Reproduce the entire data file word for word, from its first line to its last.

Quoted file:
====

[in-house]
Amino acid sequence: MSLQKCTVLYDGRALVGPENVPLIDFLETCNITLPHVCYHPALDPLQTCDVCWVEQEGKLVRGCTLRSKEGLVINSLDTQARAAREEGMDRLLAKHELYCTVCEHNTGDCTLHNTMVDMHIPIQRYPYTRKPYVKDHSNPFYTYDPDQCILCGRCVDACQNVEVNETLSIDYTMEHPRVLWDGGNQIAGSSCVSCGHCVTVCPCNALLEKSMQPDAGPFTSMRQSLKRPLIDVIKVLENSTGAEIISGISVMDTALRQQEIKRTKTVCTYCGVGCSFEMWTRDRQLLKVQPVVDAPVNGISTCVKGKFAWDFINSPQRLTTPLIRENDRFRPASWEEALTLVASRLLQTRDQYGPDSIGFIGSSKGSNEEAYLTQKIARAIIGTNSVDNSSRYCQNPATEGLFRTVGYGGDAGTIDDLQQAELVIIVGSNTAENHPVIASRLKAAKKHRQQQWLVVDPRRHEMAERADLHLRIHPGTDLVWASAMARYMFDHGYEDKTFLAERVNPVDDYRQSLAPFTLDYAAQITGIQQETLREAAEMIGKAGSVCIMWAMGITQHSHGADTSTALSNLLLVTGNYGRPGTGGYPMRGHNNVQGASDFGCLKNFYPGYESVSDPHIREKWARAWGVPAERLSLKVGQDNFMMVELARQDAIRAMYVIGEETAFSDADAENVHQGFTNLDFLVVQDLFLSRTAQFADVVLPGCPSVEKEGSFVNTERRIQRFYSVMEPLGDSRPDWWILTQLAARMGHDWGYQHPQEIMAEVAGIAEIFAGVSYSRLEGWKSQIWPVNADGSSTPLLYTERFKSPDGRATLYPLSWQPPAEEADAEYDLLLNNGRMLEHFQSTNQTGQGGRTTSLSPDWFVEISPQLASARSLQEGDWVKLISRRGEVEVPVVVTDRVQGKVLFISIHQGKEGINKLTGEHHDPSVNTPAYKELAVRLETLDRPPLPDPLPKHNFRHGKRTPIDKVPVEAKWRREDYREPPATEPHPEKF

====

[in-house]
Amino acid sequence: MSLQKCTVLYDGRALVGPENVPLIDFLETCNITLPHVCYHPALDPLQTCDVCWVEQEGKLVRGCTLRSKEGLVINSLDTQARAAREEGMDRLLAKHELYCTVCEHNTGDCTLHNTMVDMHIPIQRYPYTRKPYVKDHSNPFYTYDPDQCILCGRCVDACQNVEVNETLSIDYTMEHPRVLWDGGNQIAGSSCVSCGHCVTVCPCNALLEKSMQPDAGPFTSMRQSLKRPLIDVIKVLENSTGAEIISGISVMDTALRQQEIKRTKTVCTYCGVGCSFEMWTRDRQLLKVQPVVDAPVNGISTCVKGKFAWDFINSPQRLTTPLIRENDRFRPASWEEALTLVASRLLQTRDQYGPDSIGFIGSSKGSNEEAYLTQKIARAIIGTNSVDNSSRYCQNPATEGLFRTVGYGGDAGTIDDLQQAELVIIVGSNTAENHPVIASRLKAAKKHRQQQWLVVDPRRHEMAERADLHLRIHPGTDLVWASAMARYMFDHGYEDKTFLAERVNPVDDYRQSLAPFTLDYAAQITGIQQETLREAAEMIGKAGSVCIMWAMGITQHSHGADTSTALSNLLLVTGNYGRPGTGGYPMRGHNNVQGASDFGCLKNFYPGYESVSDPHIREKWARAWGVPAERLSLKVGQDNFMMVELARQDAIRAMYVIGEETAFSDADAENVHQGFTNLDFLVVQDLFLSRTAQFADVVLPGCPSVEKEGSFVNTERRIQRFYSVMEPLGDSRPDWWILTQLAARMGHDWGYQHPQEIMAEVAGIAEIFAGVSYSRLEGWKSQIWPVNADGSSTPLLYTERFKSPDGRATLYPLSWQPPAEEADAEYDLLLNNGRMLEHFQSTNQTGQGGRTTSLSPDWFVEISPQLASARSLQEGDWVKLISRRGEVEVPVVVTDRVQGKVLFISIHQGKEGINKLTGEHHDPSVNTPAYKELAVRLETLDRPPLPDPLPKHNFRHGKRTPIDKVPVEAKWRREDYREPPATEPHPEKF